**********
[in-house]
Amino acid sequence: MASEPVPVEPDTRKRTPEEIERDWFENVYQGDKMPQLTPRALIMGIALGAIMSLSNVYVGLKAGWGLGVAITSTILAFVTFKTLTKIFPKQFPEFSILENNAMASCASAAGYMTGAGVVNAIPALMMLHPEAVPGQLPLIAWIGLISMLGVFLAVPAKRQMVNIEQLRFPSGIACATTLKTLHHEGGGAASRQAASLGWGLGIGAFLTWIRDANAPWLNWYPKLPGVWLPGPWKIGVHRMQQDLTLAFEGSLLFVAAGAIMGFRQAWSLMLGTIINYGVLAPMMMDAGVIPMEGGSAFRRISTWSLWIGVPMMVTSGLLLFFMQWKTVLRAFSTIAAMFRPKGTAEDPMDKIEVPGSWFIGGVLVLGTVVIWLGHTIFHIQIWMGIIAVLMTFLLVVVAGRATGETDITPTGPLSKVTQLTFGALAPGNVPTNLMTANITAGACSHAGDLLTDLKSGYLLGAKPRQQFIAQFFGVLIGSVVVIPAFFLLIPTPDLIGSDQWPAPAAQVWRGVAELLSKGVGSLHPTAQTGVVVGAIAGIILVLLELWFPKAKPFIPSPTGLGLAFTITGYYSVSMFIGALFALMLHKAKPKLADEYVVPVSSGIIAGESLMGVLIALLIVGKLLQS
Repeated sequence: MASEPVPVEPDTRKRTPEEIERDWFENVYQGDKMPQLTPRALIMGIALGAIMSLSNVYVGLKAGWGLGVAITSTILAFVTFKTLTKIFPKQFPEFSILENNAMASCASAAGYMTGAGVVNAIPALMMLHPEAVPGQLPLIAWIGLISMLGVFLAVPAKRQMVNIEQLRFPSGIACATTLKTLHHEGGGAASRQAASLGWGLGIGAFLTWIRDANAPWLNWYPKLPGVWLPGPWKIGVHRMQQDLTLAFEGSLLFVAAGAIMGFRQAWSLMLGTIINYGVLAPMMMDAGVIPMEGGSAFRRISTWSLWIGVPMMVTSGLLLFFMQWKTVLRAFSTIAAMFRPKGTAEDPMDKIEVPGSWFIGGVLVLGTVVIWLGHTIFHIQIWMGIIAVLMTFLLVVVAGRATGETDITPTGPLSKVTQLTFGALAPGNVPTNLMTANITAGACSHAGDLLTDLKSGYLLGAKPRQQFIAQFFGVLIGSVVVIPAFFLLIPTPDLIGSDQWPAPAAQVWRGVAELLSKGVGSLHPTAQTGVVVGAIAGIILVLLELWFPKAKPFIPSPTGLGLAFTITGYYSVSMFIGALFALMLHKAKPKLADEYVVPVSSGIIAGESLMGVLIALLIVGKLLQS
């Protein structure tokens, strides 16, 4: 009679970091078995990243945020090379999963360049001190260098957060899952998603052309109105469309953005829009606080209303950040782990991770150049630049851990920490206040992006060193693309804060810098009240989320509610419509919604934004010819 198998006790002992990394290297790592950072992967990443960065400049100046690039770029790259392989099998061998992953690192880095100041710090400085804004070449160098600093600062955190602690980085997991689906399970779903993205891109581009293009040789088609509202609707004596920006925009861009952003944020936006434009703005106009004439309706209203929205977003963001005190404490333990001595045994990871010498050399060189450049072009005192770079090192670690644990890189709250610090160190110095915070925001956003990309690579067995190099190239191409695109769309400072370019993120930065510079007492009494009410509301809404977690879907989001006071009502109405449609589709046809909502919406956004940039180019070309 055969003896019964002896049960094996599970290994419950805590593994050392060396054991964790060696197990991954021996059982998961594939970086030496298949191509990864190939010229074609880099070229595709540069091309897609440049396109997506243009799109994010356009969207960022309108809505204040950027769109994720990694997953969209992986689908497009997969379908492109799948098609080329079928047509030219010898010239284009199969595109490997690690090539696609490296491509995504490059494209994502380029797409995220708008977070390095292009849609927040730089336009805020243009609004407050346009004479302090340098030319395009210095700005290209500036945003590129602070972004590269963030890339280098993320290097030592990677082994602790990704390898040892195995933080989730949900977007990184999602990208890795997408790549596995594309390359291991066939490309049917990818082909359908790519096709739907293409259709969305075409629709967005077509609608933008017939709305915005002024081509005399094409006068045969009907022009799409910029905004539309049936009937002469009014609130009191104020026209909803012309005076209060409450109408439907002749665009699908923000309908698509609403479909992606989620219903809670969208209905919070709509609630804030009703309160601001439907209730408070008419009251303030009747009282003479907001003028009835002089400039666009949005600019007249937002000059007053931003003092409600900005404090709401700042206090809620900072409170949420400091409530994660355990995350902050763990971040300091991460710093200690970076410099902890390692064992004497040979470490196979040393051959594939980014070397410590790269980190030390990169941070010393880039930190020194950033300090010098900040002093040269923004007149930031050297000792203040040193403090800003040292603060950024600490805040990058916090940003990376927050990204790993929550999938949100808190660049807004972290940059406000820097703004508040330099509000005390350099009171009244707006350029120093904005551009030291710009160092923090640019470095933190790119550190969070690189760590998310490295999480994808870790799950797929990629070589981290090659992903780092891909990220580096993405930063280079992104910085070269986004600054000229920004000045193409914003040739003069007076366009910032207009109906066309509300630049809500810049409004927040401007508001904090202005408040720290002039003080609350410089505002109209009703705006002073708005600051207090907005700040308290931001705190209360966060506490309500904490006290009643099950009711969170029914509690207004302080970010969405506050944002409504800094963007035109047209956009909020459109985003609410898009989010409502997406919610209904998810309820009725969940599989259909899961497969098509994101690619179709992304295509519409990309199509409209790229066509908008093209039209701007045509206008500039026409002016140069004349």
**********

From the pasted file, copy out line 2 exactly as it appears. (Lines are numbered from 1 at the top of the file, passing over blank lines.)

Amino acid sequence: MASEPVPVEPDTRKRTPEEIERDWFENVYQGDKMPQLTPRALIMGIALGAIMSLSNVYVGLKAGWGLGVAITSTILAFVTFKTLTKIFPKQFPEFSILENNAMASCASAAGYMTGAGVVNAIPALMMLHPEAVPGQLPLIAWIGLISMLGVFLAVPAKRQMVNIEQLRFPSGIACATTLKTLHHEGGGAASRQAASLGWGLGIGAFLTWIRDANAPWLNWYPKLPGVWLPGPWKIGVHRMQQDLTLAFEGSLLFVAAGAIMGFRQAWSLMLGTIINYGVLAPMMMDAGVIPMEGGSAFRRISTWSLWIGVPMMVTSGLLLFFMQWKTVLRAFSTIAAMFRPKGTAEDPMDKIEVPGSWFIGGVLVLGTVVIWLGHTIFHIQIWMGIIAVLMTFLLVVVAGRATGETDITPTGPLSKVTQLTFGALAPGNVPTNLMTANITAGACSHAGDLLTDLKSGYLLGAKPRQQFIAQFFGVLIGSVVVIPAFFLLIPTPDLIGSDQWPAPAAQVWRGVAELLSKGVGSLHPTAQTGVVVGAIAGIILVLLELWFPKAKPFIPSPTGLGLAFTITGYYSVSMFIGALFALMLHKAKPKLADEYVVPVSSGIIAGESLMGVLIALLIVGKLLQS